Social media is often wonderful. Like wearing a mask however, it can often filter out some of the nuance of communication, making statements balder. Try taking your mask off over the Christmas break – metaphorically of course. Reach out to a scouter with a completely different perspective to yours. Don’t just hear their views, LISTEN to them. Do it via zoom, or meet for a walk or a socially distant coffee.
If we all did this just once in the coming weeks, would it line Scouting up for a better 2021? It will hardly make things worse.
It’s no longer about us. It never really was. That was obvious to me in Larch hill last weekend. We all have more important things to be doing.
In twenty, thirty years-time when those excited six year olds gaze across the fields in Larch hill they once ran through. When those eleven year old scouts look through the trees of Kilmashogue, down into Dublin City a quarter of a century from now with their own group of scouts in toe. Will they have positive feelings of their time as Scouts? What will their verdict be on the scouters of 2020?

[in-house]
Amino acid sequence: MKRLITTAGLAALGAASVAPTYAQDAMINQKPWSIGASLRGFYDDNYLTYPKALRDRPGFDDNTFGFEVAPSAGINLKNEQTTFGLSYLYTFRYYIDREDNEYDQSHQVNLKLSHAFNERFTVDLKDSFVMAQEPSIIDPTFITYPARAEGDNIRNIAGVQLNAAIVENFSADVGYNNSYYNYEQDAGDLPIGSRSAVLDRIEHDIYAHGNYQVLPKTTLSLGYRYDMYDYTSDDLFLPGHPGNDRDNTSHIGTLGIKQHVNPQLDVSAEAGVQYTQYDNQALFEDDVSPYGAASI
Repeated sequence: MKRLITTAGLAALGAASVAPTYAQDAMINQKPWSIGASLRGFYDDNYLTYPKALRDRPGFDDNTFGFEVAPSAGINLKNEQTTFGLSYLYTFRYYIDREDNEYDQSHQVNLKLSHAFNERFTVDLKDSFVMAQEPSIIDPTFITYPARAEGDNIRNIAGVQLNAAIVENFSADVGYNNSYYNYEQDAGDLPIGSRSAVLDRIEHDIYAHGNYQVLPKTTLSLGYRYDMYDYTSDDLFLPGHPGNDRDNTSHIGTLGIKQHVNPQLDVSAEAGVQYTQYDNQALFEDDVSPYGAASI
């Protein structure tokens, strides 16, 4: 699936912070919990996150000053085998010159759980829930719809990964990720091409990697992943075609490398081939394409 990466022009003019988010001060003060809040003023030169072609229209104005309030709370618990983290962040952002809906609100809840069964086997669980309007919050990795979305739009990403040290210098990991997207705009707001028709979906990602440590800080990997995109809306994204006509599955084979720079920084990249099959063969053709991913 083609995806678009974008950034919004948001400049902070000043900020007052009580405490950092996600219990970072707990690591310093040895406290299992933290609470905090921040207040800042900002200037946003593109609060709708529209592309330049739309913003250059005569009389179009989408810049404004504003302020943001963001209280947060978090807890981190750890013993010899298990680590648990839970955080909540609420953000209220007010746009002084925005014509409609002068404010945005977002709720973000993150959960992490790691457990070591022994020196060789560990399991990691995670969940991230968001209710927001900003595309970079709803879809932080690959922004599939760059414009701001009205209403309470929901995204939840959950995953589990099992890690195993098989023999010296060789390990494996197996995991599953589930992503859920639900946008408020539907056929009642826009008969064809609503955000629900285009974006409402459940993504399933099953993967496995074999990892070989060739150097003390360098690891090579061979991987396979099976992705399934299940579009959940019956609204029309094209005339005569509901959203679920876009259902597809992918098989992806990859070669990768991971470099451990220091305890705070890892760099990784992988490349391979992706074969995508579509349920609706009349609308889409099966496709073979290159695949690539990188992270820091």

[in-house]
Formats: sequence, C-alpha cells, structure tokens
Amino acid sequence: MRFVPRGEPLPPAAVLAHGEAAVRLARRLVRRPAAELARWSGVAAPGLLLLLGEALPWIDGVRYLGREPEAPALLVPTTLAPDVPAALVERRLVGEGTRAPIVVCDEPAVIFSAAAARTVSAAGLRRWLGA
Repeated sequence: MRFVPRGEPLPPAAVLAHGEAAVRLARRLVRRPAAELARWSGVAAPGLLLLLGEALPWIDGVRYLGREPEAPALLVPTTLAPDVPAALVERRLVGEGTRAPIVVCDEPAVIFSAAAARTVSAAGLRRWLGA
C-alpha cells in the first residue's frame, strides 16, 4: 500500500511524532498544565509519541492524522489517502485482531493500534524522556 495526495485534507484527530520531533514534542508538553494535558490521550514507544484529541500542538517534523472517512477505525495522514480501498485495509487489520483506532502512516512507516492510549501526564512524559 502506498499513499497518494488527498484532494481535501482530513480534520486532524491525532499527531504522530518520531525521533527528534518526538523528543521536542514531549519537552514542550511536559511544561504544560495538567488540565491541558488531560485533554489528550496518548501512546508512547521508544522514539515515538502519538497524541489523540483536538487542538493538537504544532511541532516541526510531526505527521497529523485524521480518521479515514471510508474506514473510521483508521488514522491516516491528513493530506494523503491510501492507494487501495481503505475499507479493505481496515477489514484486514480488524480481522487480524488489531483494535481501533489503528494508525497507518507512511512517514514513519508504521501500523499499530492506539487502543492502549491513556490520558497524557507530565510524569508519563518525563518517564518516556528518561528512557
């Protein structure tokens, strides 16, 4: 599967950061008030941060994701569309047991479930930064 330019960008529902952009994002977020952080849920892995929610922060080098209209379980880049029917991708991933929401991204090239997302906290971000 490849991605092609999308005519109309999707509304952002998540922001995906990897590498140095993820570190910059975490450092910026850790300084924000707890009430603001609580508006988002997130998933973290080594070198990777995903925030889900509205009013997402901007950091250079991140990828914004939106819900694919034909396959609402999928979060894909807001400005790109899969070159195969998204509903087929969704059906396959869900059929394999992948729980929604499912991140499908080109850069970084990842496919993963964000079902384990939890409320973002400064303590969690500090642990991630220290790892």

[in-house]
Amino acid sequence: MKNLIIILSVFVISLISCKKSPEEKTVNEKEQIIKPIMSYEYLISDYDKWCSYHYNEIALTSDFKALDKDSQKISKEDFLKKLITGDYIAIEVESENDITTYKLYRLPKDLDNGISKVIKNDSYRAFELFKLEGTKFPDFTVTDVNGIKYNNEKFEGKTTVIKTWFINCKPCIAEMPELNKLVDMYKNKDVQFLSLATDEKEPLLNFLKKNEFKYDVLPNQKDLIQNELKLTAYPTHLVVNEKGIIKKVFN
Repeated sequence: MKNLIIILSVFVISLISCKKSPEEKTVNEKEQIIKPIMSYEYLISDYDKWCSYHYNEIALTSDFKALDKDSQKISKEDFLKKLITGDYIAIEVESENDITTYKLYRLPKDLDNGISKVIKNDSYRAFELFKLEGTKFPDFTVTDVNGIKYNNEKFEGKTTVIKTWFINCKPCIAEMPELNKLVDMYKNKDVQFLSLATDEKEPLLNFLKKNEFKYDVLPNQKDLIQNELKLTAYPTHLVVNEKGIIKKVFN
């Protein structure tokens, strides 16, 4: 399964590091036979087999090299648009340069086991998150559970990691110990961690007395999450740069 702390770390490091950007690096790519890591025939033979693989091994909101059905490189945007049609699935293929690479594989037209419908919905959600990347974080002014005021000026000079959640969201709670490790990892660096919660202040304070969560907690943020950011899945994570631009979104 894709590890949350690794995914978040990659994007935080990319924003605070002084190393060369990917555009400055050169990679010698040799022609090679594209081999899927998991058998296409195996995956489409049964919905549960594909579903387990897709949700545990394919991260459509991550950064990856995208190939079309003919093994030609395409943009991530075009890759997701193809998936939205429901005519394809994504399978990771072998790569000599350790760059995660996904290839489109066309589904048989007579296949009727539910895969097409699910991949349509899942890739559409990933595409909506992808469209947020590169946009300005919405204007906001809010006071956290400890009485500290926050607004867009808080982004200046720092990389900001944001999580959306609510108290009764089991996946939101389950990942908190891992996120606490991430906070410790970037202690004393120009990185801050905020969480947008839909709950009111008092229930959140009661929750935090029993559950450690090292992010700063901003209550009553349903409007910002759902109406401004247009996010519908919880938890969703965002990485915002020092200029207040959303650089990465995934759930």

Yes, we provided the programme, but did we provide the leadership? Did we truly lead by example? We should all ask ourselves that question – over a mince pie.
Theirishscouter wishes you and yours the most magical of Christmas’s and a safe and positive 2021.
*Maya Angelou is the person quoted at the top of the article.
It would be very tempting to compare the current predicament at Scouting Ireland to that of Brexit.
Over a year after voluntarily stepping aside from their key roles in Scouting Ireland, four senior volunteers remain in limbo. Continue reading No (due) process?
Scouting Ireland is not in a strong enough position to be picking a fight with a powerful government agency.
The much awaited Lynch Report, a redacted version of which is now available under the Freedom of Information act seems to raise a lot more questions than it does answers.
Scouting Ireland’s de-facto Head of Youth Programme has tendered her resignation, throwing national programme for 40,000 young people into uncertainty.
The resignation recently of Aisling Kelly from the board of Scouting Ireland after just three months in the role is a blow, but it need not be a catastrophic one.